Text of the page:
Being unemployed is perhaps a feeling that is capable of being dreadfully awful and pleasantly joyous as well. Mine turned out to be the latter. It was the honeymoon period between two jobs and I’d been mulling over a trip to Khajuraho for a long time, but then that would be endless straight roads so instead, we decided to add some mountain roads to it. Came along an absolutely hasty and unplanned plan – Kathmandu.
I and a colleague set off in the afternoon on 7 February 2017, after investing a considerable amount of time finding a new starter motor for my motorcycle, which is a four-year-old Kawasaki Ninja 250R. That may just be an excuse for leaving late, the fact is I am inherently very very lazy.
Proof of that self-proclaimed lethargy is that our first stop was Agra! A distance of 235 km is not exactly a ‘touring’ figure. Mock if you like, but the plump pillows at Hotel Crystal Sarovar were pretty comfy.
Day two, we rode 340 km from Agra to Lucknow. It was supposed to be a rough ride, not many know the Lucknow Expressway has been opened and can be accessed from Etawah. Even Google Maps doesn’t know this little trinket of information that I’ve just given out. It was freshly laid out tarmac, not the unfriendly concrete surface on the Delhi-Agra stretch. I was happy because my bike would be happy here, and it was. But after a while, 150 km/hr was boring and soon my sports motorcycle was a cruiser.
My colleague, very thoughtfully, suggested we stay over in Lucknow. But this time I chose to man up and stretch it to Faizabad which was another 130 km ahead. This time, it was a budget hotel and let’s not talk about the bog it had.
What lay ahead on day three was a cross-country ride. We entered Nepal from Sonauli border. Post some mild document formalities, we set off and were soon on the East-West Highway connecting Ramnagar to Mugling. It’s a brilliant road, it really is. I didn’t expect such roads in a tiny spec of a country like Nepal.
However, there was the notorious 30 km bit. It was like a road had never existed on that stretch, just grit and dust and rocks and not to mention the incline. It took us about an hour to do 30 km. While I must have received multiple and unmentionable abuses from my bike, my colleague’s Royal Enfield Thunderbird was in its comfort zone. He was one with the locals.
That dreadful hour is also the reason why I fell deeper in love with the Ninja. Far, far out of its comfort zone, it just kept going. Never complained, never punished me.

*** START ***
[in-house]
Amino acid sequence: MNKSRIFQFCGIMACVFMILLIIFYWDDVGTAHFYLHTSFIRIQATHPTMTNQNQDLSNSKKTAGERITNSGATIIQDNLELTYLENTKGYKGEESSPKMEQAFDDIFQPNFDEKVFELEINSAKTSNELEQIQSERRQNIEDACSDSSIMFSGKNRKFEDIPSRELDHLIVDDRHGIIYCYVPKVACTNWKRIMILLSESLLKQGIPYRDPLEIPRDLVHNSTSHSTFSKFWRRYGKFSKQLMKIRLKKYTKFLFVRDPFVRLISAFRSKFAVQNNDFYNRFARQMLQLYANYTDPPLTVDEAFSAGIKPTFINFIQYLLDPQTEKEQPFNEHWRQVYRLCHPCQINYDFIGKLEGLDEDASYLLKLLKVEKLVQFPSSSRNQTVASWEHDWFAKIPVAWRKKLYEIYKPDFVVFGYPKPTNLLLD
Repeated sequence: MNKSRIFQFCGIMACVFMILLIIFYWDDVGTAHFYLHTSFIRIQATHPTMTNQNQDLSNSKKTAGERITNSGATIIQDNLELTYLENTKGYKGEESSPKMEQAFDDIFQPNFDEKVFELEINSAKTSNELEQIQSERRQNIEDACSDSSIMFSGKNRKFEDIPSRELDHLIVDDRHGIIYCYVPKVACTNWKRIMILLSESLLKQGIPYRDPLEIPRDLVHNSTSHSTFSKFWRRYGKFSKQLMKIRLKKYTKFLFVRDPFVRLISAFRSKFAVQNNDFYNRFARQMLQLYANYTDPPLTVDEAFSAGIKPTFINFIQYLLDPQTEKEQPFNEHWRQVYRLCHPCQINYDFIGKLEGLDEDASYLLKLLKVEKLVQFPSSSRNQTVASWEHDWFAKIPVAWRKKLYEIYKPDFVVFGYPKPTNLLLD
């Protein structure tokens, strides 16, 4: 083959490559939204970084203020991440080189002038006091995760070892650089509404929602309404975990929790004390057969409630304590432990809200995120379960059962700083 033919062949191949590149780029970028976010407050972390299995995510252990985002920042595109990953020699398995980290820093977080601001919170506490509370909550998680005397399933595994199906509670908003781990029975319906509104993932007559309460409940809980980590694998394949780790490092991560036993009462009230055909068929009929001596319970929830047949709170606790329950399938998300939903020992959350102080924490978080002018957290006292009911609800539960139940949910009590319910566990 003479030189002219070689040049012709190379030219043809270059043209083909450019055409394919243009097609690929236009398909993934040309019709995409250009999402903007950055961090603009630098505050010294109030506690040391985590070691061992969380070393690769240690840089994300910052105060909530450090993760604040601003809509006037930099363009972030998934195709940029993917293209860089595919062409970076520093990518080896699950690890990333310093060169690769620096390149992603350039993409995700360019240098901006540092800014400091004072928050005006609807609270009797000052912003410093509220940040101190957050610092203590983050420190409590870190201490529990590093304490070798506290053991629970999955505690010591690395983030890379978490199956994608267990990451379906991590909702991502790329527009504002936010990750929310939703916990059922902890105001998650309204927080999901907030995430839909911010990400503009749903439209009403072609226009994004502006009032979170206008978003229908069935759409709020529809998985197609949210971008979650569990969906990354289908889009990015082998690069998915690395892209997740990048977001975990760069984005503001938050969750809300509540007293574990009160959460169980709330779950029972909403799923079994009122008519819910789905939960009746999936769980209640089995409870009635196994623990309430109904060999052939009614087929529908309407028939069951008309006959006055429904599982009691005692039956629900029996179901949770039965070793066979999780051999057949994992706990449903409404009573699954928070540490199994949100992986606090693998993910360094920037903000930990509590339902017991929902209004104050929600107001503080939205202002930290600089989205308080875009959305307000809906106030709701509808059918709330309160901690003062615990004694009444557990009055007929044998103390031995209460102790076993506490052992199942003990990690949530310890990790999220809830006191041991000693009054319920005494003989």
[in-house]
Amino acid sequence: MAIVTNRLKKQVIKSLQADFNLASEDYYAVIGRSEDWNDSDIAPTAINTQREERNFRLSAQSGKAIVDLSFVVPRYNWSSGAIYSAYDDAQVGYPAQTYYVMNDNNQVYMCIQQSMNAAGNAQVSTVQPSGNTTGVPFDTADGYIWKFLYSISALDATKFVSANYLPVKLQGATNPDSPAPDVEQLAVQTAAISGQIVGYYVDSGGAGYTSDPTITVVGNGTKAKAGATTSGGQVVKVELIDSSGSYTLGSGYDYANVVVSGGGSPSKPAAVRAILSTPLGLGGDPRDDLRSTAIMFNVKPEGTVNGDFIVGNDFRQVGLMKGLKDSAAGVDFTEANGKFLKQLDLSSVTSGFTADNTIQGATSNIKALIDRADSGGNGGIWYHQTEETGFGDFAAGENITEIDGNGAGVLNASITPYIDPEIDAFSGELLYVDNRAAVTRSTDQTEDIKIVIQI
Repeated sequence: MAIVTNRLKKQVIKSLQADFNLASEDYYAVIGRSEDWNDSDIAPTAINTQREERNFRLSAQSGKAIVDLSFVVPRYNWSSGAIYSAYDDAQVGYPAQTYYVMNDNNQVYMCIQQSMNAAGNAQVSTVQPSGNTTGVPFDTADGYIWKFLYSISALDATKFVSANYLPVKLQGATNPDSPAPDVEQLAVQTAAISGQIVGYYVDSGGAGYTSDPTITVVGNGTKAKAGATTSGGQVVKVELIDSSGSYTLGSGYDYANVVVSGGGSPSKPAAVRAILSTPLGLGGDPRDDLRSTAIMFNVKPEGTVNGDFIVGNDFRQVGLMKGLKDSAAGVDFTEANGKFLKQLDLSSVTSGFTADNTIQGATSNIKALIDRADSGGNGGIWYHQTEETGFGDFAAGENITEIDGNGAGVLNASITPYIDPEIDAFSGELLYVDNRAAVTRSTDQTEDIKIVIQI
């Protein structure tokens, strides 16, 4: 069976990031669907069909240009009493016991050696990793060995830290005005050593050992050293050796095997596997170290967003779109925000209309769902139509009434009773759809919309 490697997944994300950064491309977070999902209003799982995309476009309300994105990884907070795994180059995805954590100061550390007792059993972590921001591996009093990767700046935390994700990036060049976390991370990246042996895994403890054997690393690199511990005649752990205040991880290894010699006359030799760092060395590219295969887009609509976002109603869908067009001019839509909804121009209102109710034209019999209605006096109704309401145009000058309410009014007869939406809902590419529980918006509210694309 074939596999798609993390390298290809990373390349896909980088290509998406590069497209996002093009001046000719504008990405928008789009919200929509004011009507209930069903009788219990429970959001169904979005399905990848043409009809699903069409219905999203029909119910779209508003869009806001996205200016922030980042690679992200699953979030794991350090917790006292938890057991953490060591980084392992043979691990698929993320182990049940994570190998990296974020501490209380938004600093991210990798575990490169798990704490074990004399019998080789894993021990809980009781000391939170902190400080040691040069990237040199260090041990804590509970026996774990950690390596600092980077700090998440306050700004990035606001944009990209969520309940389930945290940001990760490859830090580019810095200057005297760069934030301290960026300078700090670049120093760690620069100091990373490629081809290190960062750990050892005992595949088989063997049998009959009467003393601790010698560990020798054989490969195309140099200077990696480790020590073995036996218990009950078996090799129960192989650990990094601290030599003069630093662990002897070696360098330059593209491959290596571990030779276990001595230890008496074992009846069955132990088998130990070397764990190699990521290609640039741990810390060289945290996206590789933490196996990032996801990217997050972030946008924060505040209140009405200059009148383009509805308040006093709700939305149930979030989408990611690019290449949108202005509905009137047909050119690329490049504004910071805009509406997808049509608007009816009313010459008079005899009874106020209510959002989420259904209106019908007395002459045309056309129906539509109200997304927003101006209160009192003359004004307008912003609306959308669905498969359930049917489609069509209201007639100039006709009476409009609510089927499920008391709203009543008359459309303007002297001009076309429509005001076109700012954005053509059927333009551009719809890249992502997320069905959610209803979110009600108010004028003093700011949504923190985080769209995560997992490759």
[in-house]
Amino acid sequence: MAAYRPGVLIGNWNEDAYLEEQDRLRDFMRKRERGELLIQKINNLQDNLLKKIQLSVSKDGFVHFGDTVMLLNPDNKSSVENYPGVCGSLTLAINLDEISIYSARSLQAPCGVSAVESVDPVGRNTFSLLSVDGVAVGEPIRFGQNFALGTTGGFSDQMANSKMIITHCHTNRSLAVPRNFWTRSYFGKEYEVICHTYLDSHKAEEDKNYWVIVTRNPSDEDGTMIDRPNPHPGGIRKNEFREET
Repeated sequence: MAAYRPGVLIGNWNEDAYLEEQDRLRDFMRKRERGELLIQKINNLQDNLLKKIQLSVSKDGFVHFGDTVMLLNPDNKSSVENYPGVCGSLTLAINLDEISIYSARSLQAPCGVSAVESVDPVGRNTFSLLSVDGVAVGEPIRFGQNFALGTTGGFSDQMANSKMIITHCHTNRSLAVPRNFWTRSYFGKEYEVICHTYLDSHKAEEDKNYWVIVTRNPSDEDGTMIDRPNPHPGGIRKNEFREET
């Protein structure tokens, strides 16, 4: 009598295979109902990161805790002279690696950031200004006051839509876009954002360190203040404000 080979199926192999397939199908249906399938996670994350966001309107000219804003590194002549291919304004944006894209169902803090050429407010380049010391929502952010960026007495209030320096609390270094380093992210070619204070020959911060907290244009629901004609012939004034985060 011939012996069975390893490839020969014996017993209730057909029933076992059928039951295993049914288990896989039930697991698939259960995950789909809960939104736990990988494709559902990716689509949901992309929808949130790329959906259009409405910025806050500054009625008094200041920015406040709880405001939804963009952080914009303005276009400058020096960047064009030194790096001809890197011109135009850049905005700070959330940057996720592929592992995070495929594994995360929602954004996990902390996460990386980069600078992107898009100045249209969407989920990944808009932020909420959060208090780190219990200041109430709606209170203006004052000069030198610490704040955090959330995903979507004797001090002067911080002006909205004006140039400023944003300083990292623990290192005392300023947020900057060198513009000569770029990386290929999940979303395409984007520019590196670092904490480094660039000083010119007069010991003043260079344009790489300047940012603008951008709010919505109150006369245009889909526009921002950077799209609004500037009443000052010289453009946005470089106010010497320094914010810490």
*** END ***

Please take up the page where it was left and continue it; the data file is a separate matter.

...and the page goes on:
It was about two in the morning when we arrived in Kathmandu, and immediately we were lost. We met three boys on a motorcycle. They’d run out of fuel. And my dear friend and colleague, as overtly helpful as he is, he gave them a litre from his motorcycle which was running on reserve fuel.
The boys agreed to help us find our hotel, so we followed them and what happened next isn’t exactly what I’d expected. We were taken to the party district with skimpily dressed women, young boys drunk off their minds and peculiarly decorated Maruti 800s (taxis) plying the narrow roads.
This was definitely not where our hotel could have been. We met another local, who was riding a fancy looking dirt motorcycle. He too agreed to help us, but he was unlike those boys very helpful. We soon had two policemen added to the team, who were also on a motorcycle.
The three-men squad safely escorted us to the hotel, which was situated right behind the Durbar Square, which houses the fabled Pashupatinath Temple.
We only stayed a day in Kathmandu, that many people thought was a weird thing to do – travelling so far only to spend a day! But that’s the point. Flying to Kathmandu would have been quick, but on a motorcycle, you get to traverse through the country, see a lot of it, meet a lot of people, know some facts that sitting 30,000ft in the air wouldn’t reveal.
And I find myself in an awkward situation saying this, but traffic sense and ethics in Nepalese is far more civilised than India. Others drivers and riders actually had a sense of compassion for their fellows on the road, something that has been missing in India since the late 90s.
So, if you’re not as lazy as I am, the trip can easily be made in two days, and proof for it is that on our return leg, we stayed for the night after 340km (somewhere near the Sonauli border). Hence the last day of our trip was an 800km ride from Compirganj to Basti to Faizabad to Lucknow to Etawah to Agra and finally home, Delhi.
These six days were a fantastic adventure. I had moments of sheer fear when the rear wheel lost grip or when I lost balance on a rocky road or the one time when a hitchhiker appeared out of pitch darkness waving – I like to think it was a ghost. But, was it worth taking a sports motorcycle to unfamiliar grounds? Yes, down to every bit of it. Now, I’ve come to think of my bike as someone elderly who teaches me, protects me, gives me company, and most of all is a darn good friend.